The Third Circuit Court of Appeals affirmed in part the dismissal of a shareholder class action against Avaya, Inc. and two of its officers, holding that certain of defendants’ allegedly false statements were forward-looking and therefore protected by the Private Securities Litigation Reform Act’s (PSLRA’s) safe-harbor provisions. Plaintiffs had alleged that defendants made numerous misleading statements in violation of the Securities and Exchange Act of 1934, including statements about Avaya’s growth potential.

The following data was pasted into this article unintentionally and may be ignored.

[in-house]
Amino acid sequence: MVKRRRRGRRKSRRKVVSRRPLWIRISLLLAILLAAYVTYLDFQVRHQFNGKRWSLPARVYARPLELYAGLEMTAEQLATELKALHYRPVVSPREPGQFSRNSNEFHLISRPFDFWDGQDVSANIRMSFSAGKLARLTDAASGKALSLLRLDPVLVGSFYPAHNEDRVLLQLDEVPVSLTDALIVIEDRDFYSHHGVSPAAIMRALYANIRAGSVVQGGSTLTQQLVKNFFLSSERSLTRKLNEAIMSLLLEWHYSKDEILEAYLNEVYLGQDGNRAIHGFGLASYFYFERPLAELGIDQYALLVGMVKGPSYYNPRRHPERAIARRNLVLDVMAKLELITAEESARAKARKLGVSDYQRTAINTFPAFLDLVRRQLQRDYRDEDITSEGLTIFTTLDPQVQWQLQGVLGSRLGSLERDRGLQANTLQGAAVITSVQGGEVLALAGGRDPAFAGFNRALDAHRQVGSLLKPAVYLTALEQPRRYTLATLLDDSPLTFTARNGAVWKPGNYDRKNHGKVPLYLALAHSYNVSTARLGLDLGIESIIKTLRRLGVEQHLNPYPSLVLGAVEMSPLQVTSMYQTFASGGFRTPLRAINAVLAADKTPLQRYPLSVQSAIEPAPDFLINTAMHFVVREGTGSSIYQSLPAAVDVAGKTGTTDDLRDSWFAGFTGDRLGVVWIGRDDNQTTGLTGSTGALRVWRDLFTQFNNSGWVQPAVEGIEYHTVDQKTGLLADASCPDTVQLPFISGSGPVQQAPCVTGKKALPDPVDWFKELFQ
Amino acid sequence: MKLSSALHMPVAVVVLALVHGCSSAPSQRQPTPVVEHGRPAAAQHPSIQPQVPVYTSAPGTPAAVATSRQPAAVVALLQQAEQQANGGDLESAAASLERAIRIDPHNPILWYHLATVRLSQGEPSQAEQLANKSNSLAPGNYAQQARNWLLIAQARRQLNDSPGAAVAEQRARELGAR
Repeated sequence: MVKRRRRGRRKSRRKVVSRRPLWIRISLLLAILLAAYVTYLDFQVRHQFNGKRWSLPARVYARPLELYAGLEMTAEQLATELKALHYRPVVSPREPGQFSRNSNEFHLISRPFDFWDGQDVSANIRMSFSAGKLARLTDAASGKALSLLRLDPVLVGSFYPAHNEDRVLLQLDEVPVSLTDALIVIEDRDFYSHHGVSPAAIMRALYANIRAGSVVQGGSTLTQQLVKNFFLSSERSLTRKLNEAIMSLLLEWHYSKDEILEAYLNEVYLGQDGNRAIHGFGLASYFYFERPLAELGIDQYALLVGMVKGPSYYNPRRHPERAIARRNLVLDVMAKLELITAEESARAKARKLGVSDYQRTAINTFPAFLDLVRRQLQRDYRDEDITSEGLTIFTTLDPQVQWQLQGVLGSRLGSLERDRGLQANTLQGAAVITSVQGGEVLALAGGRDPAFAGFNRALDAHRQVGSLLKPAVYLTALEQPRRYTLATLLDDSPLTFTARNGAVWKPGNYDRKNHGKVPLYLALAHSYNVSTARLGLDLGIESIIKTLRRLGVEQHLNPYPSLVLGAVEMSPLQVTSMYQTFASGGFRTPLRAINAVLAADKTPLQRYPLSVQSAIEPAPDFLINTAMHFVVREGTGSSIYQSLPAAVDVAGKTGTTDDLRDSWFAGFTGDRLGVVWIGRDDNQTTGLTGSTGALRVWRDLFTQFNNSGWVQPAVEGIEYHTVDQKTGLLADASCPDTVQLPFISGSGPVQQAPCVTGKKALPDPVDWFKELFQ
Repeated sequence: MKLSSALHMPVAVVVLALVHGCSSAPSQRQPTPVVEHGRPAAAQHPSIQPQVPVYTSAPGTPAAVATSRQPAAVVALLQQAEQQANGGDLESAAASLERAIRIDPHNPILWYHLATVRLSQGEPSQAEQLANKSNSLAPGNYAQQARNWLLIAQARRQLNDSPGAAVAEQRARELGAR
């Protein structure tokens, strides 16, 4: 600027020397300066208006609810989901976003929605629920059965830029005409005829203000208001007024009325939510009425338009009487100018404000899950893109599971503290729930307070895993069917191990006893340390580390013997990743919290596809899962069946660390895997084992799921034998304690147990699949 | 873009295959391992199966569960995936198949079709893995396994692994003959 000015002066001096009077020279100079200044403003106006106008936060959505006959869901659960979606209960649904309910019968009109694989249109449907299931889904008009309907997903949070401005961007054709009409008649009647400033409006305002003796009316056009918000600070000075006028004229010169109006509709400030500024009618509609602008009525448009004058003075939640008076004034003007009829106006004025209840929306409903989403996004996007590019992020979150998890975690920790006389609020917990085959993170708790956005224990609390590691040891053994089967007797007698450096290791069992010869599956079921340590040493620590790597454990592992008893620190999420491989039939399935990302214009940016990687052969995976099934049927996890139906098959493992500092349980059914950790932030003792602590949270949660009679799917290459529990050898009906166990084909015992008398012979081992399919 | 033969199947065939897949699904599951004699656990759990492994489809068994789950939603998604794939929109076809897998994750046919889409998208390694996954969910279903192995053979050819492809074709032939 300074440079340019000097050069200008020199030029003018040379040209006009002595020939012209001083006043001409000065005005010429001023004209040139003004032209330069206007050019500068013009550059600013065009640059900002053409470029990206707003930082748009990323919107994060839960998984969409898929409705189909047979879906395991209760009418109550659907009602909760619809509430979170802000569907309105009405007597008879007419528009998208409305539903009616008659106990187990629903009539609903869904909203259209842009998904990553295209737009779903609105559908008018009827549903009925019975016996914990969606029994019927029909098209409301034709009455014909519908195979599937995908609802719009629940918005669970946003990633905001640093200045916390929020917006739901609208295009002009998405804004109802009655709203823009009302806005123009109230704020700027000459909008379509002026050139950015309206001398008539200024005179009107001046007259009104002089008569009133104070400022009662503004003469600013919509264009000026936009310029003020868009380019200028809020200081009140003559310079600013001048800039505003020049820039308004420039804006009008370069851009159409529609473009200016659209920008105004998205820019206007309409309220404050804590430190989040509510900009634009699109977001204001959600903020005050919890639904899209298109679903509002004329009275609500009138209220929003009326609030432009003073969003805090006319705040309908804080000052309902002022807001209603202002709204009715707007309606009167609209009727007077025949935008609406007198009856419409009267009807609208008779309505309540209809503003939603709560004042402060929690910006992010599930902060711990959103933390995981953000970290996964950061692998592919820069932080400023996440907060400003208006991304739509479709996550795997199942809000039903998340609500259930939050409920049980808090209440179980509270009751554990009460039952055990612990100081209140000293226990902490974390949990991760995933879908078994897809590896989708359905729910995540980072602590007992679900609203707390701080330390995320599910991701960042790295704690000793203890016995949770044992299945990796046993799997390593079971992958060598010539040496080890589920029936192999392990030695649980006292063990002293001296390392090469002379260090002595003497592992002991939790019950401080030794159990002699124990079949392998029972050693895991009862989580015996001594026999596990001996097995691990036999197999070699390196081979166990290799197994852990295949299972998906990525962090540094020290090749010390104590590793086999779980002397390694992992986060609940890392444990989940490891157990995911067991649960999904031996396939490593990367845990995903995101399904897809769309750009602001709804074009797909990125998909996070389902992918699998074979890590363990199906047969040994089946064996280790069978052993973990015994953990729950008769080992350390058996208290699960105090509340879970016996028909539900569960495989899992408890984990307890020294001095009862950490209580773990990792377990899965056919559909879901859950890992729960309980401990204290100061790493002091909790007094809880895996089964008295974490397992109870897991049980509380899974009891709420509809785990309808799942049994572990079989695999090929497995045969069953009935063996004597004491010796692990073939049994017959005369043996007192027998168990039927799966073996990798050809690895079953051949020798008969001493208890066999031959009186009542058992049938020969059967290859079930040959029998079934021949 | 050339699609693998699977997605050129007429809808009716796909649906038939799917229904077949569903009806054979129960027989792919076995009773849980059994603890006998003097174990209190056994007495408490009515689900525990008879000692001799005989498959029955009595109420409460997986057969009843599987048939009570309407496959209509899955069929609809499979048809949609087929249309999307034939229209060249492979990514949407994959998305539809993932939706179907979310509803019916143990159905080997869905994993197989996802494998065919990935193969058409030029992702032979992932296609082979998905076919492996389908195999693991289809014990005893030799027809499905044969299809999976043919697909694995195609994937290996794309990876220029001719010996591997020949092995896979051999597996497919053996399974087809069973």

The Third Circuit rejected plaintiffs’ claim that defendants’ statements that the company was “on track” to meet its goals—which later turned out to be incorrect—were present statements of fact that could form the basis for a securities fraud claim. Instead, the court held that these statements, particularly when viewed in the context of the future projections of which they were a part, were entitled to protection under the PSLRA’s safe-harbor provision. In addition, because the statements were covered by the safe-harbor provision, in order to be actionable, plaintiffs were required to demonstrate that they were made with actual knowledge of their falsity, which they had not done. As a result, the court affirmed the dismissal of all claims based upon the statements that the company was “on track” to meet its financial goals. (Institutional Investors Group v. Avaya, Inc., 2009 WL 1151943 (3d Cir. Apr. 30, 2009))